Anger at UCT vice-chancellor over campus safety

Students say the university is not doing enough to protect them

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Photo of flowers
Flowers have been laid down on UCT’s plaza in memory of Uyinene Mrwetyana. Photo: Drew Wayland

Students from the University of Cape Town demanded better security on campus at a protest prompted by the murder of first year student Uyinene Mrwetyana.

Mrwetyana was killed in the Clareinch post office where she had gone to collect a parcel. Her murder has sparked nationwide calls for action against violence against women.

On Tuesday a group of mainly women students moved across the campus disrupting classes and tests.

“It’s disrespectful to sit in a class, to sit in a lecture room and learn when women are dying,” said student leader Nomandla Vilakazi, explaining the reasoning behind the protest.

Students moved to the middle campus where they staged a sit-in outside Bremner building, which houses the university’s administrative offices. Vice-chancellor Mamokgethi Phakeng, flanked by members of UCT’s management, came outside to engage the students.

“We can sit here and blame one another, but I think that we should be angry at this world that has no respect for our lives,” said Phakeng. She said that the university intended to improve its security systems and would communicate plans to the student body in due course.

Students however, expressed their anger and disappointment with UCT’S management body and Phakeng in particular, saying Campus Protection Services (CPS) and the university’s transport system were inefficient.

“Our security doesn’t secure us,” one student said, complaining that she had been catcalled and felt unsafe near CPS officers.

“You are killing us!” said another student.

Earlier in the day UCT had announced that Wednesday 4 September would be a “day of mourning and UCT activism against sexual and gender-based violence” with a programme including a picket at the gates of Parliament, a memorial service for Mrwetyana and an assembly on the plaza outside the Sarah Baartman Hall.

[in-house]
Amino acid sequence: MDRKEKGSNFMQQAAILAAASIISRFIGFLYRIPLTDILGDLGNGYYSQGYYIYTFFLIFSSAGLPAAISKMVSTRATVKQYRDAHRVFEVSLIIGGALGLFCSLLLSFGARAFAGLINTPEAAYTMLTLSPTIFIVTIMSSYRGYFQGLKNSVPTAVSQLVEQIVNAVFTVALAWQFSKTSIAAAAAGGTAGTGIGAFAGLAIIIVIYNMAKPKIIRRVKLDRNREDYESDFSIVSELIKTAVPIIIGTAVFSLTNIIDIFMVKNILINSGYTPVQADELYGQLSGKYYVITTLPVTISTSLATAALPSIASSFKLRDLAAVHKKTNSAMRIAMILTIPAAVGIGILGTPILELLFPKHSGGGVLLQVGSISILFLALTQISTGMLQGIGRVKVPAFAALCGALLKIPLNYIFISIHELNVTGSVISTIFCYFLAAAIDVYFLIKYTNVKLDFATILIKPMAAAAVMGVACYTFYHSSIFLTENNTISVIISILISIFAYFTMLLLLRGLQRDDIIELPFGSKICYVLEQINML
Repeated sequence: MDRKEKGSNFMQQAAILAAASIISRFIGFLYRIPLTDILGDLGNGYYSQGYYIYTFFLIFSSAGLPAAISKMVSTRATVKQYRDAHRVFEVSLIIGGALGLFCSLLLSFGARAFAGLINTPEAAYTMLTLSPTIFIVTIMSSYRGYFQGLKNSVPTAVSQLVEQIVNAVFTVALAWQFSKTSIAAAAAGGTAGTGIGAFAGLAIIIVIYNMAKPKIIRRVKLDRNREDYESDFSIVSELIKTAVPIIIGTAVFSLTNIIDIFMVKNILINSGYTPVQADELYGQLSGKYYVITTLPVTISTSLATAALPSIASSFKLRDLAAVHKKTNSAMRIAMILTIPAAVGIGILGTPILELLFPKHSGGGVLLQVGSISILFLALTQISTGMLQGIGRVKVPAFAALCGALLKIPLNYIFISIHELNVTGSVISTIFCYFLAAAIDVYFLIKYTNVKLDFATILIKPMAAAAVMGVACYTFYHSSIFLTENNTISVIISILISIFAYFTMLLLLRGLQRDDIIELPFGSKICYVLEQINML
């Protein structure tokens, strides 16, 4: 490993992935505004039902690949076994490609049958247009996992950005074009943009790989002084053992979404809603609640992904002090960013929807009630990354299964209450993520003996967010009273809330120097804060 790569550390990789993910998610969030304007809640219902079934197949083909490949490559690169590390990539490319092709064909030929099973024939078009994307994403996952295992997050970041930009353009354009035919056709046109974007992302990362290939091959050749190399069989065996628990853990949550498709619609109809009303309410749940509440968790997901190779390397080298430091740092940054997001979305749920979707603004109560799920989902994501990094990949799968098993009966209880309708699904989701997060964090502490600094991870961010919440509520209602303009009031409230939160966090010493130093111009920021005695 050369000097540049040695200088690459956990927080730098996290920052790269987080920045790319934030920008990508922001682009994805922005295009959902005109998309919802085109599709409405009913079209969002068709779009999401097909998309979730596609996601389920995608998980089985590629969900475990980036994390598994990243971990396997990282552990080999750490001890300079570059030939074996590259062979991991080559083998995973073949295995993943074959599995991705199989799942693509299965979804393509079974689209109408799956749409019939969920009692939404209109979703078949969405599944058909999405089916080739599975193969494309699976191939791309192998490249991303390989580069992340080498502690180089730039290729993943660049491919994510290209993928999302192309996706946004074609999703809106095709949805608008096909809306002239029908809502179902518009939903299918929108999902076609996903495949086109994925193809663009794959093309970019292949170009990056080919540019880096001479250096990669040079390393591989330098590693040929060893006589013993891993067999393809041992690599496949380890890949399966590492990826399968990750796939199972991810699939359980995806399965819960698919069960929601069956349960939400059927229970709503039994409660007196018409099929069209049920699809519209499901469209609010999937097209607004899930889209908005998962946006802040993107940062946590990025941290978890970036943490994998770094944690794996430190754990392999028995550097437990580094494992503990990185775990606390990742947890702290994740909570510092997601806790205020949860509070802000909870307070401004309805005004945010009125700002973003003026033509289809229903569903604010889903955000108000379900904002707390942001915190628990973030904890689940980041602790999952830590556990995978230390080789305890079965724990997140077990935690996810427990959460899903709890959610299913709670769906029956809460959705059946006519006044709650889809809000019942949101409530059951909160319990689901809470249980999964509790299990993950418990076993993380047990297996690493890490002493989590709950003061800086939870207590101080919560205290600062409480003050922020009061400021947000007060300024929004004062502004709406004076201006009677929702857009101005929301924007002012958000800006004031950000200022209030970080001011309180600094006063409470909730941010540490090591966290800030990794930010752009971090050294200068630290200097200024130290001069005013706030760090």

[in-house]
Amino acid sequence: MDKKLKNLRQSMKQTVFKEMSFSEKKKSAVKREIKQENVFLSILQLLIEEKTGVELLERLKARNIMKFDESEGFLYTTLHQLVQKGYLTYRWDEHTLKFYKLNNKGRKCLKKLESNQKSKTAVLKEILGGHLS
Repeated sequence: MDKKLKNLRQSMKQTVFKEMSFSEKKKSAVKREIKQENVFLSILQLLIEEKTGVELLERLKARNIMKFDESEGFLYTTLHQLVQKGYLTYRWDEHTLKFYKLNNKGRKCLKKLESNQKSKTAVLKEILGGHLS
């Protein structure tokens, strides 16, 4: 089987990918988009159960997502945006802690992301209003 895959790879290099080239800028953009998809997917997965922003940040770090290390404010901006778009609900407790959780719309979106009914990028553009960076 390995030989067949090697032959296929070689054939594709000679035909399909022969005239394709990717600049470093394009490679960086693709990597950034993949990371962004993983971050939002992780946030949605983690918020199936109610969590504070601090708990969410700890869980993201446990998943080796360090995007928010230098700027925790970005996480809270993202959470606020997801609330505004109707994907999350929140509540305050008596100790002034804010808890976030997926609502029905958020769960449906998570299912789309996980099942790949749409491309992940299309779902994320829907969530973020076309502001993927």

Students were not pleased with the plan, saying the university had taken their ideas.

Students also demanded that all tests scheduled for the week be cancelled, to which Phakeng agreed. But students heard that some tests were still taking place and said they would be disrupted.

A formal list of demands was read out which included: stationing CPS officers at UCT bus stops, background checks on CPS officers, stricter access controls to campuses, better education and awareness about rape, rape whistles and pepper spray for all students.

Students mobilised using nine whatsapp groups called UCT Safety for Women (multiple groups had to be used because WhatsApp has a maximum of 256 members per group). The conversations on the groups gave rise to the #JusticeforNene hashtag. Students were instructed to wear black as a symbol of mourning Mrwetyana’s death and urged to participate in Tuesday’s protest.

After the meeting at Bremner Building, a night vigil for Mrwetyana was held on the Sarah Baartman plaza.

Vice-chancellor Mamokgethi Phakeng addresses UCT students. Photo: Drew Wayland

TOPICS:  Crime Tertiary Education

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